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Senate rejects more amendments that try to pin climate change on humans


The Senate on Thursday voted down two more amendments to the Keystone pipeline bill that claimed climate change is caused by humans.

Democrats have been pushing to add language to that effect to the Keystone bill, but so far have been thwarted by broad GOP opposition.

The Senate rejected an amendment from Sen. Bernie Sanders (I-Vt.) Thursday night that said climate change is being caused by human activity.
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On Thursday evening, Sen. Joe Manchin (D-W.Va.) proposed language that said climate change is real and caused by humans, and that it is "imperative that the United States invest in research and development for clean fossil fuel technology."

Manchin's proposal was something of a middle ground from the Democratic side of the aisle, as it at least kept open the idea that clean fossil fuel technology can be developed. But Republicans moved to table that amendment, or kill it, and their motion was approved 53-46.

Manchin was followed by Sen. Bernie Sanders (I-Vt.), who proposed language saying that climate change is real, is caused by human activities, and has caused problems in the environment. It also said a brief window exists to solve the problem, and that the U.S. must move away from fossil fuels and toward renewable energy sources "as rapidly as possible."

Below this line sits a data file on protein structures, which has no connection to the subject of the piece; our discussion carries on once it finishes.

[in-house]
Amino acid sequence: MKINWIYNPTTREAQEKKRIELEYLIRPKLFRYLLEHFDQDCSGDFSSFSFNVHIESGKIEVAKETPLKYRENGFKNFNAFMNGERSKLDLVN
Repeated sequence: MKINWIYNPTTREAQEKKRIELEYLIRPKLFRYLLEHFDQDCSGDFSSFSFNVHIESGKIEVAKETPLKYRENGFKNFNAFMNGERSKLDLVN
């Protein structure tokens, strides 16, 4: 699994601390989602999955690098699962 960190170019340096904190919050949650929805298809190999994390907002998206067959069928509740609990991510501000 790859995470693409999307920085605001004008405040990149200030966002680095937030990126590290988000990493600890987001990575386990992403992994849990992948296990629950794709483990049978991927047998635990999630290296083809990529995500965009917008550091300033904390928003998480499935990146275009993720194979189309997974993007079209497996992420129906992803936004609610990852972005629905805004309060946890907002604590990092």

But again, Republicans managed to table this proposal in a 56-42 vote.

The two Thursday votes followed similar votes on Wednesday, when Sen. Sheldon Whitehouse (D-R.I.) offered language that simply said climate change is real and is not a hoax. Because this proposal didn't say what was causing climate change, the Senate passed it 98-1.

But when another Democrat proposed language adding it's likely that human activities are causing climate change, the Senate rejected it — members voted 50-49 in favor of the amendment, but 60 votes were needed for passage.

The Senate held 15 roll call votes on amendments in all of 2014, but was on pace to exceed that number by Thursday evening. Senate Republicans have said they would allow an open amendment process, and have followed through on that pledge so far, which has made the Senate move very slowly toward passing the Keystone bill.

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